The accusation that Ariel Sharon is a war criminal -- back on the public agenda with two court cases in Belgium and a damning BBC documentary -- is the latest step in a campaign to discredit and delegitimize Israel, supporters of the Jewish state say.
A quick Internet search reveals a plethora of Arab and Muslim Web sites demanding that Sharon be "brought to justice" for the 1982 massacre of Palestinians by Lebanese Christians in the Sabra and Shatila refugee camps.
However, the Israeli premier also seems to be caught in the cross hairs of advocates of an international criminal court and a "universal justice" that knows no borders.
Sharon's Arab antagonists may indeed be motivated by enmity toward Israel, but the international court proponents seem intent primarily on winning symbolic victories that they hope might deter future atrocities.
It's highly unlikely that Sharon ever will wind up in the dock. But the Belgian cases and the BBC film have focused hostile attention on Israel and its leader precisely when the Jewish State is fighting what many see as an uphill battle for world opinion in the ninth month of the intifada.
The second half of the 1990s saw major strides toward prosecuting war crimes and gross violations of human rights.
It also emboldened those who have long wanted to go after polarizing figures such as Sharon, Henry Kissinger, Idi Amin, Muammar Gadhafi, Saddam Hussein, or the now-deceased Pol Pot and Hafez Assad.
No one was ever prosecuted for the Sabra and Shatila massacres, when Lebanese Christian militiamen killed some 800 Palestinian men, women and children. Several of the planners and leaders of the attack are prominent figures in Lebanon today.
In 1983, Israel established the quasi-judicial Kahan Commission to investigate the massacres. The commission found then-Defense Minister Sharon "indirectly responsible" because he had not foreseen the possibility that the Christians -- who had entered the camps to root out Palestinian terrorists hiding there -- would seek to avenge the recent assassination of their leader, Bashir Gemayel.
Sharon received what some saw as a slap on the wrist: He was pressured to resign as defense minister, but remained in the Cabinet as a minister without portfolio.
When Time later sought to assign Sharon a greater share of blame, he sued the magazine for libel. An American court ruled that the article was erroneous but lacked malicious intent.
On June 18, a group of 28 Palestinians filed suit under the 1993 Belgian law, charging Sharon with ultimate responsibility for the massacre.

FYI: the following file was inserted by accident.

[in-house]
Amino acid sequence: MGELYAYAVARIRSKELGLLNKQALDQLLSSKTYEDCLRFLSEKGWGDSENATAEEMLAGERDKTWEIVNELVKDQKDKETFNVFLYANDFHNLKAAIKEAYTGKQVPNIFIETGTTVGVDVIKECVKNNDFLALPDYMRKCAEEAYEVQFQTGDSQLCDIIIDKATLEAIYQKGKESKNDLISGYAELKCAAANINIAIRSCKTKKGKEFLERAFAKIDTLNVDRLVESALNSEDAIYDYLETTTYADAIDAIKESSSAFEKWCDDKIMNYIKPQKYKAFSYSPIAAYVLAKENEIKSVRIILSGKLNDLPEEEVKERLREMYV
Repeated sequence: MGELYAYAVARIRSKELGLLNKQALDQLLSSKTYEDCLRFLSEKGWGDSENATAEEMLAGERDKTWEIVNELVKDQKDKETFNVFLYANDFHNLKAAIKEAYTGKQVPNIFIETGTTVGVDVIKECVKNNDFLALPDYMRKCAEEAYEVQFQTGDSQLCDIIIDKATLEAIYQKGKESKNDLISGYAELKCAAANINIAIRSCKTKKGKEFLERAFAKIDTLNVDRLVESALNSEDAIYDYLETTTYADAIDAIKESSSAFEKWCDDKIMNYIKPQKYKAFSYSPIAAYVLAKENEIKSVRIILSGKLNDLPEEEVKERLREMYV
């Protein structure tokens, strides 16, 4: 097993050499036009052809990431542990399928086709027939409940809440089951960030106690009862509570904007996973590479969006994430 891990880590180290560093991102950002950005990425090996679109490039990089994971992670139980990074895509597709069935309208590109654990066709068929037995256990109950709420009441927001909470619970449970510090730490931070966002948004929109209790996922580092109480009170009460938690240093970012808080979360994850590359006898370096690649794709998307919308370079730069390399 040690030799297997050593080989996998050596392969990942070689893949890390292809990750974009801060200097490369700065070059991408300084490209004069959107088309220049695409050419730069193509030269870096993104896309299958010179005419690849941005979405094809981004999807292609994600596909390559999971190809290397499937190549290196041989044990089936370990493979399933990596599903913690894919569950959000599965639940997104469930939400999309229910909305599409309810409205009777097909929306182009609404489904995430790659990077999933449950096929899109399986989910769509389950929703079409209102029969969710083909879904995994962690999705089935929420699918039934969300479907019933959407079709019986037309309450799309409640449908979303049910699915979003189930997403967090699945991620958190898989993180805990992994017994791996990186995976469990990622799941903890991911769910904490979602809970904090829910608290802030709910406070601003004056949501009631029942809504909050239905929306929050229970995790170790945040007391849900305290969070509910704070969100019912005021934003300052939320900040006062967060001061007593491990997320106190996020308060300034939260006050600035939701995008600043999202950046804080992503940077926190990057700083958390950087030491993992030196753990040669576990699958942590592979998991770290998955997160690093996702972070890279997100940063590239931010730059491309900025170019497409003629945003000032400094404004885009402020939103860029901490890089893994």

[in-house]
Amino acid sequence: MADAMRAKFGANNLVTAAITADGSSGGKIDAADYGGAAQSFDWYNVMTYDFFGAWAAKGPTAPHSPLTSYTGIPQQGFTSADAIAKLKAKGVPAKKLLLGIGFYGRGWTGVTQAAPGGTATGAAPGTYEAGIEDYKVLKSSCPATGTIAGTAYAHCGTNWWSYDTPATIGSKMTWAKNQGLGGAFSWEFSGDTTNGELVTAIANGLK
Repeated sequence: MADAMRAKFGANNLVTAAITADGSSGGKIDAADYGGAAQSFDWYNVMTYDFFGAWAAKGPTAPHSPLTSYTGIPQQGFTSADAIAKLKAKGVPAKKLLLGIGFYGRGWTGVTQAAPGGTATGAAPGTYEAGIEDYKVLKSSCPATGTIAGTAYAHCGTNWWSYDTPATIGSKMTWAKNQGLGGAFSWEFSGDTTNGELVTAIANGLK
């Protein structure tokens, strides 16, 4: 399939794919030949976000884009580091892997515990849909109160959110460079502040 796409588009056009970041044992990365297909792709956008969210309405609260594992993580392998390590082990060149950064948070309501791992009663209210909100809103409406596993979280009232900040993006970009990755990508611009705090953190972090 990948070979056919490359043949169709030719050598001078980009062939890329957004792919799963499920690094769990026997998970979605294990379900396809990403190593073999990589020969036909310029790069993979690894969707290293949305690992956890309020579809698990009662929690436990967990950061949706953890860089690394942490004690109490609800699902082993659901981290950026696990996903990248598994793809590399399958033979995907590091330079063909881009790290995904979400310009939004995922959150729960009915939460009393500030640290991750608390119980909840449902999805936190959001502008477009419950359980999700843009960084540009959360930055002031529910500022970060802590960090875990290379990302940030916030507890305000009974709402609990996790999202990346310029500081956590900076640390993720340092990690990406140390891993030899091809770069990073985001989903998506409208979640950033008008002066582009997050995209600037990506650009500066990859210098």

The suit came on the heels of a similar suit filed in Brussels earlier in the month by a private group, reportedly on behalf of Palestinian victims of the current intifada.
In response, an Israeli Knesset member from Sharon's Likud Party, Avraham Herschson, has threatened to file suit in Brussels against Palestinian Authority President Yasser Arafat for alleged war crimes committed in the current intifada.
A lawyer for the Palestinian victims said similar suits against Sharon will soon be filed in Britain, France and Denmark, according to the Jewish Chronicle of London.
Perhaps even more influential in blackening Israel's image was the recent broadcast of "The Accused" by the state-run British Broadcasting Corporation.
In the documentary, journalist Fergal Keane painted a picture that placed ultimate blame for the massacres on Sharon.
The documentary relied on interviews with Palestinian victims, international law experts and a former U.S. envoy to the Middle East under President Reagan.
The film was punctuated by the assertion of Princeton international law Professor Richard Falk that Sharon is "indictable" for war crimes.
Israeli officials immediately protested to the BBC, denouncing the program as "unfair, distorted and intentionally hostile" -- with a whiff of the BBC's "well-known anti-Semitism and anti-Israel bias."
The BBC and Keane stood by the broadcast.
In an interview with JTA, Falk clarified his comments.
"All the evidence I saw would make him indictable to those crimes, but not necessarily convictable," Falk said of Sharon. "That's an important distinction. Everyone's entitled to a fair trial."
Falk, who is himself Jewish, already was familiar to Israeli officials: he was one of three members of a fact-finding team dispatched in February by the Geneva-based U.N. Commission on Human Rights to document Israel's "excessive" use of force against Palestinian attackers -- a conclusion it reached even before the investigation began.
The resulting U.N. report, said Michael Colson, executive director of the Geneva-based U.N. Watch, was "one of the most frightening things I've ever seen come out of the U.N., with Israel guilty of every sin imaginable."
All of which leads Alan Baker, legal adviser to Israel's Foreign Ministry, to conclude that "when things were going well last year, everyone was happy with Israel. But as soon as problems arose, and the Palestinians decided they didn't want to negotiate anymore, we revert back to 15 years ago, where the name of the game is delegitimization of Israel and its basis for existence."
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